As a result, malware pushers have a relatively easy time using these applications for foul play, including botnet building.
4. Social networking has widened the attack surface
Then there's the growing use of social networking programs like Facebook, Twitter and Myspace, which are easy for the non-tech savvy to use and also hard for enterprise IT shops to monitor.
At the ShmooCon security conference in Washington D.C. in February, for example, researchers Nathan Hamiel and Shawn Moyer guided attendees through attacks made easy because of the very nature of these sites, where users can upload and exchange pictures, text, music and other content with little effort.
Among the attacks targeting these programs, hackers use social networking tricks to dupe users into opening links that in turn drop malware onto the computer, effectively turning it into another zombie machine in a monster botnet.
User education still a key defense
Gunter Ollmann, vice president of research at Atlanta-based security vendor Damballa, Inc., said enterprise IT shops would do well to ramp up efforts to detect the lesser known malware being used to such devastating effect these days. In the last 2 years, he said, IT shops have deployed a broad range of detection and prevention technologies. Each layer of defense has gotten better at fending off certain attacks.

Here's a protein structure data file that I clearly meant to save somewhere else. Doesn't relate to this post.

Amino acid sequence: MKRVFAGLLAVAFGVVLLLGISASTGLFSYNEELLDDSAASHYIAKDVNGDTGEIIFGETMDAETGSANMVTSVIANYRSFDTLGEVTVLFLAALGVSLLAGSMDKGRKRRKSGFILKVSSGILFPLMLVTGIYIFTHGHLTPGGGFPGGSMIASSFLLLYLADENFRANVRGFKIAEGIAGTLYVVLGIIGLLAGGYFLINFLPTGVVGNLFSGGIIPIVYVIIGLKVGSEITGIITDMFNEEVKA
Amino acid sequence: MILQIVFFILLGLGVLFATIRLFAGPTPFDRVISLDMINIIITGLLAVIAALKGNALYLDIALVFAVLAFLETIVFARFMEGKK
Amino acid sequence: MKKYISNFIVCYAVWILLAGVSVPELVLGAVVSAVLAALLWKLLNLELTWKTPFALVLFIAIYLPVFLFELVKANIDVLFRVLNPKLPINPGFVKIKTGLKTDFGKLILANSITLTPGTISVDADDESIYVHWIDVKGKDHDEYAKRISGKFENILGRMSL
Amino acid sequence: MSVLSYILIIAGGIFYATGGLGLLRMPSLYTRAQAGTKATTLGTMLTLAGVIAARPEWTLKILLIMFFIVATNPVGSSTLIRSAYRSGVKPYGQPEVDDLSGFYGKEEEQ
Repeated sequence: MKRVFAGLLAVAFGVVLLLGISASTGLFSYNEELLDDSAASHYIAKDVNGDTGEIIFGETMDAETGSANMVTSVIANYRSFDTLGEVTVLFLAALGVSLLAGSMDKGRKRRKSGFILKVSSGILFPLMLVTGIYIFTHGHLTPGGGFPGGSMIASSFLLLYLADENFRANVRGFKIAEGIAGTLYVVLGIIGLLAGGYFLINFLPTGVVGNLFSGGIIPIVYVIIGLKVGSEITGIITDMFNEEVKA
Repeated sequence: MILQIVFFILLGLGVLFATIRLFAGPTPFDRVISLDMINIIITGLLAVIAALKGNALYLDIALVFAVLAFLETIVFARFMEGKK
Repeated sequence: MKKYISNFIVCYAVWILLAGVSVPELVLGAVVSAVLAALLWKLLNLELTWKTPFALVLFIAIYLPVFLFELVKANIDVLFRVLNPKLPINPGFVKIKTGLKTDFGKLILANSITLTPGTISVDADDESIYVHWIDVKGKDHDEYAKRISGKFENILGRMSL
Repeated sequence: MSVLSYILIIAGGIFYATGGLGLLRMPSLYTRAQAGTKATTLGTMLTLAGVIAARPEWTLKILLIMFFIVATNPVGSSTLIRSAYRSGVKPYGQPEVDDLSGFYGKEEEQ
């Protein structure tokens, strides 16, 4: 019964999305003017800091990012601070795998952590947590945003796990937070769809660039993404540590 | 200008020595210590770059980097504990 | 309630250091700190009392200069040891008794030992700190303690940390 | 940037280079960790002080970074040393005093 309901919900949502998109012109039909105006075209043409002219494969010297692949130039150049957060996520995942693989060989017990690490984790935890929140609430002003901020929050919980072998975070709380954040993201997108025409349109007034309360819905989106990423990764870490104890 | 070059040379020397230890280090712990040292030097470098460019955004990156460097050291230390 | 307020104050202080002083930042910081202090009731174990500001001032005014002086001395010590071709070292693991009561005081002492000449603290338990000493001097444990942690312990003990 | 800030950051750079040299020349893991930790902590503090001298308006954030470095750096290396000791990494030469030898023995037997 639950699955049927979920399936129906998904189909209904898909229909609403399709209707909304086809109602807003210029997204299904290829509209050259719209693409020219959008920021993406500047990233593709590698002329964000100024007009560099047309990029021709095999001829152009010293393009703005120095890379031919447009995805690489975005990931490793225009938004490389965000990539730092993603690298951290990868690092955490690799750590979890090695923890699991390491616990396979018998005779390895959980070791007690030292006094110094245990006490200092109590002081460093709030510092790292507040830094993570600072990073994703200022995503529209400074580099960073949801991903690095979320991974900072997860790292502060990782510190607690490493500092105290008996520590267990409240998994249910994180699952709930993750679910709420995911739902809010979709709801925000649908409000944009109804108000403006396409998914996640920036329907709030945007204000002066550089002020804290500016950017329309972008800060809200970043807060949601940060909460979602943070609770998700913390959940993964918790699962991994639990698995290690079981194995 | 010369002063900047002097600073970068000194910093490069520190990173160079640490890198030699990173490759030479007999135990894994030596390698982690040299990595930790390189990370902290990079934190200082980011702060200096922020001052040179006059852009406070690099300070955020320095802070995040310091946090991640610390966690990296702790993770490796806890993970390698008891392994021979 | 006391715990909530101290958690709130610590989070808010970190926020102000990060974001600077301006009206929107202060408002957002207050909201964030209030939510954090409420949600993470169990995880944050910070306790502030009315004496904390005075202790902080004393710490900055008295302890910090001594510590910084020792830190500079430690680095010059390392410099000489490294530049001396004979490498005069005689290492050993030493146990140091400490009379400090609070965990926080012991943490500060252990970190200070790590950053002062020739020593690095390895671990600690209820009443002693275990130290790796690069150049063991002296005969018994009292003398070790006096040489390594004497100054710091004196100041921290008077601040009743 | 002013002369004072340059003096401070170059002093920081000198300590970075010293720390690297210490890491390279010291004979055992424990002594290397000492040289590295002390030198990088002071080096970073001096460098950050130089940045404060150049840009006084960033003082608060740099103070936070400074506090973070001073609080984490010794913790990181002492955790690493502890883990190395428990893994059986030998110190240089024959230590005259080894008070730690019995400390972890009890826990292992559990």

"The more common the threat, the better the protection," he said. "But the bad guys are very much aware of how these defenses work, so they're using more sophisticated, targeted social engineering attacks. Looking at the malware used, a high percentage is IDS and AV proxy aware."
Ollmann and others offer the same advice: Since attackers are so successful at using social engineering tricks -- luring users with fake headlines that play on current events and duping them into clicking on malicious links -- one of the best defenses remains user education.
Show the average user what they're up against every time they go online and they are less likely to be duped into downloading the bot-building code, experts say.